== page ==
Knowing where to find the records for any given locality is always the quest for a researcher. For those with ancestors in Missouri, that quest is about to get easier. Missouri researchers have a wealth of information about the state and its settlers available both for online and on-site research. In Research in Missouri: The Land and the History, we looked at the geography, settlement patterns, and history that affected when and where our ancestors settled in Missouri. Finding additional records can shed light on their actions and provide evidence for relationships. Several repositories on the state level hold record collections of value to the researcher.
Missouri State Archives
Learn the origins of Missouri Counties on the “Missouri History” and “Organization of Counties” webpages. Like every location, knowing boundary changes ensures you will search each applicable parent county. County officials work with the archives so the records can be microfilmed for preservation and digitized at the same time. The webpage “County Records on Microfilm” contains a listing by county of the microfilm rolls so patrons can order copies. Be sure to check out the Description of Record Series page to best understand the records. Remember that we need to research the source as well as the information it holds.
State Government Records
The bulk of the physical records held by the Missouri State Archives are state government records. The Finding Aids portion of the website explains the scope and context of these records organized by record group (RG) by the department.
Birth and death records were mandated in 1910, but some counties recorded these vital facts at various times. The Missouri Birth & Death Records Database, Pre-1910, and Missouri Death Certificates, 1910 – 1970 are two indexed collections to search, with many images available.
The database Land Records: 1777 – 1969 holds entries from the French and Spanish eras and federal land sales and patents issued by the state. Missouri land research is complicated with the different government entities issuing the land. When searching the database, know that less is more. Start with the name, then narrow down. Remember that the early French and Spanish land records will be found listed for the original counties, not where the land currently is located.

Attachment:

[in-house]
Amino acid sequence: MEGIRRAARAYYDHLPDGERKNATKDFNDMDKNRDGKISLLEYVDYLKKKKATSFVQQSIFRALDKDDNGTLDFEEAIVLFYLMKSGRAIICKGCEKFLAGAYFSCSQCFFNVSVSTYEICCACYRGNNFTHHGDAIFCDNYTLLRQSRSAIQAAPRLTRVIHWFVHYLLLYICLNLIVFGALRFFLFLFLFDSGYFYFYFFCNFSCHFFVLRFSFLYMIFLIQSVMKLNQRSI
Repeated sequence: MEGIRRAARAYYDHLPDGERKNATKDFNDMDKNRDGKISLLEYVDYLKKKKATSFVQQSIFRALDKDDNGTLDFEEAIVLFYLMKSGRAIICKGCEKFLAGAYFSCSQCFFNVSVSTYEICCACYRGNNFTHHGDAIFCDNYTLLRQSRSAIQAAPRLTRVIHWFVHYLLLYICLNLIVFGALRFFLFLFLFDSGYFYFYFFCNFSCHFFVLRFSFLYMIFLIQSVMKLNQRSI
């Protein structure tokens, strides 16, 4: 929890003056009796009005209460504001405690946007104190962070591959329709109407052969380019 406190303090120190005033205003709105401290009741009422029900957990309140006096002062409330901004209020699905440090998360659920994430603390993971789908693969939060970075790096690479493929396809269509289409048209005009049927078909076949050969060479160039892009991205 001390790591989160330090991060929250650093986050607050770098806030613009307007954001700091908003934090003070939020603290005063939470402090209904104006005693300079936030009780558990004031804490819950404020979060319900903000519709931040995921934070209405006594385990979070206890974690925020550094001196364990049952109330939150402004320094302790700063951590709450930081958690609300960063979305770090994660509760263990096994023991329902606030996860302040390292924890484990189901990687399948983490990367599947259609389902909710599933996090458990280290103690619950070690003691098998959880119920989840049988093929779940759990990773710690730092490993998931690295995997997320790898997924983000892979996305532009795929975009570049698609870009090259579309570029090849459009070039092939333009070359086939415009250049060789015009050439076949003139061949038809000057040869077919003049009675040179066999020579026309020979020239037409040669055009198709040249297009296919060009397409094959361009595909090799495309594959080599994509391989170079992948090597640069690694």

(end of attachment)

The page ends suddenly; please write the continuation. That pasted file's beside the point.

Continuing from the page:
State Census Records
Missouri Census Records and Tax Lists contains an index of some territorial, state, and special censuses. Also included are the federal mortality schedule and images of the federal agricultural, manufacturing and industrial schedules.
Missouri Digital Heritage
For example, are you interested in the exploration and settlement of Missouri? Manuscript collections, records, maps, and more are brought together under this heading for you to browse. The screenshot below shows a sampling.
Missouri Historical Society: Library & Research Center
The Missouri Historical Society (MHS) was founded in St. Louis 1866 “for the purpose of saving from oblivion the early history of the city and state.” The Library & Research Center, located in St. Louis, holds state-wide collections up to about 1950, with collections for the St. Louis area going well past that date.
The Library & Research Center houses the premier regional history collection documenting St. Louis, the state of Missouri, the Mississippi and Missouri Valleys, the Louisiana Purchase Territory, and the American West. In addition to tens of thousands of books, periodicals, photographs, artifacts, and documents, the Library & Research Center also contains one of the largest media collections in the Midwest.